28 Jun 2011

Before I Fall by Lauren Oliver

BOOK: Before I Fall

AUTHOR: Lauren Oliver

PUBLISHER: Harper Collins

PAGES: 470 (Hardcover)


Before I Fall, by Lauren Oliver, is a captivating novel told from the point of view of the main protagonist Samantha Kingston. This is her story of an extraordinary day that was repeated seven times, giving her a chance to change her, and her loved ones lives, forever. Before I Fall conveys a powerful message that won’t be forgotten, and the reader will assuredly find this book a well-written, deeply thoughtful book, that is well worth the time and effort to read.
A key point of this story is the plot, which is highly unusual yet strangely appealing at the same time. Samantha is supposed to have the perfect life, but on Valentines Day 2009, everything begins to unravel. After a frightful confrontation at a party with a girl she once bullied, Sam’s friend Lindsay crashes their car into a tree on the way home and it is implied that Sam dies. But instead of moving on Sam wakes up to find it is still February 14th, and she discovers that she has seven chances to relive the day she died. Over the course of that bizarre week, Sam learns that her life was very far from perfect, and she made many mistakes she can now try to undo.
Most of this book takes place in Sam’s school and her friend Kevin’s house, where the party takes place. It is told in first person by Sam, giving you an inside look into her private thoughts and feelings whilst these astonishing events take place. Whilst this novel would be classified as having a strong fiction or drama theme, there are also some supernatural elements that make it more compelling. A strong theme carried throughout this book is the theory of life and death, and if you knew you were going to die, what would you do?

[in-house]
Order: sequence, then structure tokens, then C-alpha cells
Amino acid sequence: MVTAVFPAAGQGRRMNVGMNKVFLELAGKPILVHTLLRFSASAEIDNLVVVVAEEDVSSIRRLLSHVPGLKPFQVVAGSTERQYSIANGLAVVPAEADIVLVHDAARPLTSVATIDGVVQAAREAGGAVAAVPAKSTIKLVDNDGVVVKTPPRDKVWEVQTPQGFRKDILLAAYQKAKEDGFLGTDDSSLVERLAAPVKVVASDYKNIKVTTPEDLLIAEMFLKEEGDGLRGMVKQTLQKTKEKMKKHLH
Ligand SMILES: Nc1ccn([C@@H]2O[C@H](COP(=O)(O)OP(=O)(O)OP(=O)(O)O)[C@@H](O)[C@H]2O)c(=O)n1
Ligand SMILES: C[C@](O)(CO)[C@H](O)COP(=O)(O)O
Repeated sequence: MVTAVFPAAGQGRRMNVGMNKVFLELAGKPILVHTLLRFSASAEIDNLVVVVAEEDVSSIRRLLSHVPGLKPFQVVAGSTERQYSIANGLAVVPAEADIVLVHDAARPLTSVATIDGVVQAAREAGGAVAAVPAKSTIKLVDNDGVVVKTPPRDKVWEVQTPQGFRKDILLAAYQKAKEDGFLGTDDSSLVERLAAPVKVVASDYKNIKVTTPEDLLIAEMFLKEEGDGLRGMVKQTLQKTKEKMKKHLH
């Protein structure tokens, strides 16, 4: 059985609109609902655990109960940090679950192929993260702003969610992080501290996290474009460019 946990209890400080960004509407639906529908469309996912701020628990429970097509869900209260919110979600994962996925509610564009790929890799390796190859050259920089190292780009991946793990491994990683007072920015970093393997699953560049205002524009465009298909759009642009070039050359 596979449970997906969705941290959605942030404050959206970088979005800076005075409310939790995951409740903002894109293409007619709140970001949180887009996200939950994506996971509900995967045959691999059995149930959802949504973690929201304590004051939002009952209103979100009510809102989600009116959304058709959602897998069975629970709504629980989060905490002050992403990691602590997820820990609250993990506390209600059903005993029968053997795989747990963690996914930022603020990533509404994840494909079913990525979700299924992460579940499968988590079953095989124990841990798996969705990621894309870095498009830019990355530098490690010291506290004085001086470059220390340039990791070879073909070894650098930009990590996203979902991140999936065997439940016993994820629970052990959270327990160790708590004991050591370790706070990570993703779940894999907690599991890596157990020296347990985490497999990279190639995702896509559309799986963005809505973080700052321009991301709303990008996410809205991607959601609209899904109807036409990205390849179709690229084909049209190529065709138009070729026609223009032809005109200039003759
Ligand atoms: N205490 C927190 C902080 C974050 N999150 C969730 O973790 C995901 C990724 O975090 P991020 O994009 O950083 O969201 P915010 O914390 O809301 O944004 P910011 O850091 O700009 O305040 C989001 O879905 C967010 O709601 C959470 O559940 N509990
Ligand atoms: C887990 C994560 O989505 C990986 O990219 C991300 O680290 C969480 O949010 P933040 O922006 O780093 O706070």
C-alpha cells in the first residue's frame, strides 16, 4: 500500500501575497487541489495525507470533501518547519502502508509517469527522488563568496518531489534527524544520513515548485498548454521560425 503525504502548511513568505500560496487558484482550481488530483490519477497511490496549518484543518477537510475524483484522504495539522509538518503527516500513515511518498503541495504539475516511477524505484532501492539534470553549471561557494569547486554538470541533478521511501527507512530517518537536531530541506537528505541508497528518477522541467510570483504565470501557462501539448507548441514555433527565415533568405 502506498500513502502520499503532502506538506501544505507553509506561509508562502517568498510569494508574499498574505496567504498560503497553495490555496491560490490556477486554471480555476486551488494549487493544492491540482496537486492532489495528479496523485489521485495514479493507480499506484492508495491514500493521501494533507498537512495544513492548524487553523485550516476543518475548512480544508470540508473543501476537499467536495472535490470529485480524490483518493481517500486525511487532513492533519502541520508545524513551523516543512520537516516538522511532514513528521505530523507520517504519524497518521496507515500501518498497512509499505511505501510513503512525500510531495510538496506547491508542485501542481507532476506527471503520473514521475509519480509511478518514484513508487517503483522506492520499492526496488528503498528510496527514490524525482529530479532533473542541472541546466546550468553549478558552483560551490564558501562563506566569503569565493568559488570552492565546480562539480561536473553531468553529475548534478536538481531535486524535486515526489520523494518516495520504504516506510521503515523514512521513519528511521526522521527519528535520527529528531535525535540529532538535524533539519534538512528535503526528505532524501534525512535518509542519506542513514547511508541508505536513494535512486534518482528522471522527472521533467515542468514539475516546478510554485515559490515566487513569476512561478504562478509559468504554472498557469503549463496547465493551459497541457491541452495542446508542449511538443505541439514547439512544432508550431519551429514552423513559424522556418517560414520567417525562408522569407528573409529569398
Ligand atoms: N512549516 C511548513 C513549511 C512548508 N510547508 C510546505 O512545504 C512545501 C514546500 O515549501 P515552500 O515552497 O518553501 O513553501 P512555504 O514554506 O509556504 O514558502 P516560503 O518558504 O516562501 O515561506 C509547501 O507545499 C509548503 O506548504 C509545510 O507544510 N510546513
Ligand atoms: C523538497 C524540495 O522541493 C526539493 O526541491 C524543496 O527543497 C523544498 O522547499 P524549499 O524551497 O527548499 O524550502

Ms. Oliver has cleverly mixed both real issues and fantastical events to somehow make a believable and interesting novel, with the refreshingly down-to-earth narration of a troubled young woman. Sam is spoilt at the beginning, yet over the book she begins to change for the better, and becomes less selfish. She is someone easily understood and openly honest. Her best friend Lindsay, a victim of parental abuse, is another interesting take on an adolescent, and shows just how your childhood affects you later on in life.
Juliet is Sam’s counterpart, and the one thing that makes this story infinitely more real. Her constant torture in and out of school has deeply affected her, and she is a symbol of the deeper messages in the novel. The unravelling of her story is engrossing, and allows the reader access to both sides, the bully’s, and the victim’s, which is something most do not get to see and is unique to this novel.
Lauren Oliver has created a novel focussed on some of the darkest aspects of humanity, although she manages to find a positive and turn it into something inspiring. Sam’s emotional journey during the events of this book is a story that will captivate even the most disinterested audience, and will stick most firmly in my mind as an incredible book that I will always remember.

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